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I often see IT job advertisements that mention a numeracy test.

These are generally Insurance companies.

This is all based in London Uk.

Here is a partial view of one of such advertisements as an example:

krishna

My question is:

what sort of numeracy test are these and how to practice for them?

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  • If you know basic math you're probably going to be OK, but you can always call them up and ask. If you're asked to perform any calculations which involve formulas that you do not know, simply ask for them. If you're asked to programatically implement some of those formulas, then that's a slightly different story, as all sorts of weird things can happen depending on the Math library you're using. You may wanna look into implementing some interest rate calculations in whatever language you know they're interested in. – AndreiROM Dec 19 '19 at 16:15
  • In my country insurance and other government regulated jobs are forced to give basic numeracy tests to every applicant. Could this be the case? If so I wouldn't worry too much, the passing score is pretty low. – dustytrash Dec 19 '19 at 16:25
  • this is an example – Marcello Miorelli Dec 19 '19 at 16:34
  • doing some research now I think the tests are actually called numerical reasoning tests not only numeracy tests as advertised. – Marcello Miorelli Dec 19 '19 at 16:36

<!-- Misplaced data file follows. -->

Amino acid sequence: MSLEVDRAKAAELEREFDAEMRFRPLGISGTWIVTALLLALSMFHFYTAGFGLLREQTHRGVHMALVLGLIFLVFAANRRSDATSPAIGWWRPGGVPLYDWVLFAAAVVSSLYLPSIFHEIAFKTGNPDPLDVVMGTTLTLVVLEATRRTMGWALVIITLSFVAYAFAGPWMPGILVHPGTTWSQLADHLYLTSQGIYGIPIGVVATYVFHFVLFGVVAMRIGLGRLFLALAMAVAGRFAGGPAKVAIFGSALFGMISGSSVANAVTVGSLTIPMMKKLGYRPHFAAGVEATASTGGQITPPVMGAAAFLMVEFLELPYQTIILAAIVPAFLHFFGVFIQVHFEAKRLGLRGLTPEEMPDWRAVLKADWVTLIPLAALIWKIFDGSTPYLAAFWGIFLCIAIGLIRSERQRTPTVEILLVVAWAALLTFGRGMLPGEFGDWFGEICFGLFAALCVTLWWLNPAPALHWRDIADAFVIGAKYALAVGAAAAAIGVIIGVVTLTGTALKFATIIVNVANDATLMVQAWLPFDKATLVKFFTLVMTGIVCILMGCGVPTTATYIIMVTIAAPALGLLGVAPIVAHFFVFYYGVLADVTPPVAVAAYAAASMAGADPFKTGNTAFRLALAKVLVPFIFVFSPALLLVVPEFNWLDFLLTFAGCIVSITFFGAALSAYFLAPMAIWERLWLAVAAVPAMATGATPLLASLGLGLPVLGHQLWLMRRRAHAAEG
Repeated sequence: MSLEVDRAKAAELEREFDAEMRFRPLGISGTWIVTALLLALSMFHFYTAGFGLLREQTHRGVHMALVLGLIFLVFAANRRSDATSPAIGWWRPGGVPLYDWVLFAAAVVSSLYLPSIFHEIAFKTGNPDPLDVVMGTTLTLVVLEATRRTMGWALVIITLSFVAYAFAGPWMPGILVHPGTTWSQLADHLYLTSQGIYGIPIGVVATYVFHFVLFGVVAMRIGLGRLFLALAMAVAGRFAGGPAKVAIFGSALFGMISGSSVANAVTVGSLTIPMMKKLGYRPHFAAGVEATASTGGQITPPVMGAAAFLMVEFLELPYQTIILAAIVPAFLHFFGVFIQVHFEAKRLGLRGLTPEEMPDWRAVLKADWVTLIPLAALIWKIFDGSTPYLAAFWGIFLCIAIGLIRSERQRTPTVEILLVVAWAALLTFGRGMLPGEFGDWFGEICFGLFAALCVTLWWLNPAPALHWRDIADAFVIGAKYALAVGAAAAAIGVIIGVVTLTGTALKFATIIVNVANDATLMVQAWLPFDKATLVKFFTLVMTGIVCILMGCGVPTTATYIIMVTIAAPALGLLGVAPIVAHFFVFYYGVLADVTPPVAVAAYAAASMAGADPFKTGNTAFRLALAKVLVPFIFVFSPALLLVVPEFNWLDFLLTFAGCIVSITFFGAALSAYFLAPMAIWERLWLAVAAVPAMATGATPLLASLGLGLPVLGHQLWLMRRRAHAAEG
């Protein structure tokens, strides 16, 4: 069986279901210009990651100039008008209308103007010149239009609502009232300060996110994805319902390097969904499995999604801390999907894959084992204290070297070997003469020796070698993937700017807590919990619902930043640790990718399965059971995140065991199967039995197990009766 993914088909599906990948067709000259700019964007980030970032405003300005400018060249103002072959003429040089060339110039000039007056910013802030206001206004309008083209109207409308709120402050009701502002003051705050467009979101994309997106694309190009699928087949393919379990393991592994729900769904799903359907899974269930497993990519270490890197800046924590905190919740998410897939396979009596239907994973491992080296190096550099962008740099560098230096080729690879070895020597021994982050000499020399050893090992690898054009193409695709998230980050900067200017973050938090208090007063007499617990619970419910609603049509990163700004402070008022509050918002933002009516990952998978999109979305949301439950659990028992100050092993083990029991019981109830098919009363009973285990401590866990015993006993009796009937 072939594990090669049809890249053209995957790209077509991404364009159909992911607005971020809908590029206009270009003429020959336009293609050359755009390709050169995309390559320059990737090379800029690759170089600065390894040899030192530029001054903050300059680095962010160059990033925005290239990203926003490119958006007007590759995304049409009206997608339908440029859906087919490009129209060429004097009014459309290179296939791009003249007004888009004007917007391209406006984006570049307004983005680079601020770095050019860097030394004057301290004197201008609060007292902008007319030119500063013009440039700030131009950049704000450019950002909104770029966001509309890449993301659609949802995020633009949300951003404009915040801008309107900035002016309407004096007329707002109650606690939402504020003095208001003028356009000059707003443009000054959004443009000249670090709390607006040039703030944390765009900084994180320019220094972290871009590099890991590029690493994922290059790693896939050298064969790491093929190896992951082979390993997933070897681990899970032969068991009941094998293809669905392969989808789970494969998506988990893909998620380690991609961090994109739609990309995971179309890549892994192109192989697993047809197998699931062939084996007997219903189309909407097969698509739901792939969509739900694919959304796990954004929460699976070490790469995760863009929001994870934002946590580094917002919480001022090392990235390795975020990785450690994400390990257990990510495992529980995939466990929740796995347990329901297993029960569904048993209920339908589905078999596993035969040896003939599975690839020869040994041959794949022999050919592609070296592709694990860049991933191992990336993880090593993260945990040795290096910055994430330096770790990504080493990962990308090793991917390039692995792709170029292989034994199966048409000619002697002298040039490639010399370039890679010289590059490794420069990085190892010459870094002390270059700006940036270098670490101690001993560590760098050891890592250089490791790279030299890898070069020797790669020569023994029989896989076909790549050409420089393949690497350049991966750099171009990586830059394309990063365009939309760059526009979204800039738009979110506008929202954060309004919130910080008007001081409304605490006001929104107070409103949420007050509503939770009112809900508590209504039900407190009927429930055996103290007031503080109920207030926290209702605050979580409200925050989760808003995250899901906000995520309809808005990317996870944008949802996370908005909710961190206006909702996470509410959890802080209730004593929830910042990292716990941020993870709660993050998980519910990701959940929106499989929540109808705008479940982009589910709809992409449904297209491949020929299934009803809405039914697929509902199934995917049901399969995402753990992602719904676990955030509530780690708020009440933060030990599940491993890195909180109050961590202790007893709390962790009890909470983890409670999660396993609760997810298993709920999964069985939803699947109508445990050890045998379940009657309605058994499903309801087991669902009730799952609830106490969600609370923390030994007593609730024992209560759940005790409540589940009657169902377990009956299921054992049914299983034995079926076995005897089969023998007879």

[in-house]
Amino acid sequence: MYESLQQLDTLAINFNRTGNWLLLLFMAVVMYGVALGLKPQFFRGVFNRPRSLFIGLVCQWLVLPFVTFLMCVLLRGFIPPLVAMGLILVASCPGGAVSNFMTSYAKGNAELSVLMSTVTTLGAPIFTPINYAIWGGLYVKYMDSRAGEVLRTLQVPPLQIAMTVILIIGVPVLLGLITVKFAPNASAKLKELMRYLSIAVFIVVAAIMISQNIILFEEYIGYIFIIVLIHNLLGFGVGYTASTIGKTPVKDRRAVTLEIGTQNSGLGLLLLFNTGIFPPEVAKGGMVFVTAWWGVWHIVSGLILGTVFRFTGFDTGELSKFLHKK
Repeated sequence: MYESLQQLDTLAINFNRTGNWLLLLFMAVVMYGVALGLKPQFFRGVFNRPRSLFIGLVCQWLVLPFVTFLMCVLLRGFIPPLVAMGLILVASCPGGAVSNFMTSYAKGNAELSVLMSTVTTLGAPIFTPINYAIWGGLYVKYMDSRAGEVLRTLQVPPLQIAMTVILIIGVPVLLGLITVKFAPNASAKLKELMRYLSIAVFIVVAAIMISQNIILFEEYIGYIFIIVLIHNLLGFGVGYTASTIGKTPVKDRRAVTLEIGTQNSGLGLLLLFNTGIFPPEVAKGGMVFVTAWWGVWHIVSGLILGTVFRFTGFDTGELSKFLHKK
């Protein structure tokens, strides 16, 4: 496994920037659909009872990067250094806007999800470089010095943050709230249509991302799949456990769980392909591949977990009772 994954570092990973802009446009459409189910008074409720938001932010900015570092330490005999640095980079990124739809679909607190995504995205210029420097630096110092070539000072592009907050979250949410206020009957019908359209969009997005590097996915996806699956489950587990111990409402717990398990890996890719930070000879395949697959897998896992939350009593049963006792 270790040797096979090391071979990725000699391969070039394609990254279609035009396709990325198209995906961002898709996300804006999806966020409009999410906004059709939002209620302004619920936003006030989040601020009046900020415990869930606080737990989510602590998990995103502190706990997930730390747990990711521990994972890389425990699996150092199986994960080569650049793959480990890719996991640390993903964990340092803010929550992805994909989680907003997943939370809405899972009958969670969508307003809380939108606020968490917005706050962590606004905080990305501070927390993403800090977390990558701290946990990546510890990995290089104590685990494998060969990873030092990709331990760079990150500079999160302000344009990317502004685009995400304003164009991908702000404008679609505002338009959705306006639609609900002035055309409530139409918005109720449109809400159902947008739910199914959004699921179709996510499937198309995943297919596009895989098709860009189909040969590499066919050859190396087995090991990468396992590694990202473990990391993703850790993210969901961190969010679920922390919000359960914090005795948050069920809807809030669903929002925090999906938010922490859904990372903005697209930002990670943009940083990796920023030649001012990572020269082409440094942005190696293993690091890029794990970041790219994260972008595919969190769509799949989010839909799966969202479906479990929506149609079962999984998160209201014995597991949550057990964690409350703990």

• I just googled: "how to practice for numeracy tests in the insurance industry in the UK?" and there were sites that seemed to be offering practice tests and what not. – Dark Matter Dec 19 '19 at 18:17
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My old company (London UK based Data Marketing Agency ~ 60 people very tech orientated) used to list this as a skill (for both account team and tech team) it's essentially just to test basic skills.

I didn't have any examples to hand so I had a quick search online to find an example and this site seems to be similar to the ones we would set:

The difficulty level of the maths involved in a numerical reasoning test is only about as difficult as GCSE level. The tricky part is interpreting the numerical data and figuring out what calculation is required, under the pressure of the count-down timer. Here is a list of the most common operations you can expect in your numerical test:

  • Addition
  • Subtraction
  • Multiplication
  • Division
  • Percentages (including percentage changes)
  • Ratios

Disclaimer - this is just a general example of what to expect, I'm sure it differs from company to company quite a bit but I doubt it will be too different.

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    yes, I was not sure, but it seems that you got this right, thank you. I will do some more research and if required - choose one online for practicing. – Marcello Miorelli Dec 19 '19 at 16:39
  • From a quick look, most of them are all pretty similar and similar to one I've experienced – Gamora Dec 19 '19 at 16:43
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The accepted answer is great, but I would like to add a little bit on 'numeracy' tests, aptitude tests or assessments and how you might approach them as a candidate.

The term 'numeracy' refers to a broad class of tests. Unless otherwise specified, they should be performed without technical aids (calculators and such). Often times, you are allowed pen and paper to make notes. Tests usually involve some sort of time limit, for example:

  1. They may limit the amount of time you can spend on each individual question, simulating numerical reasoning under pressure.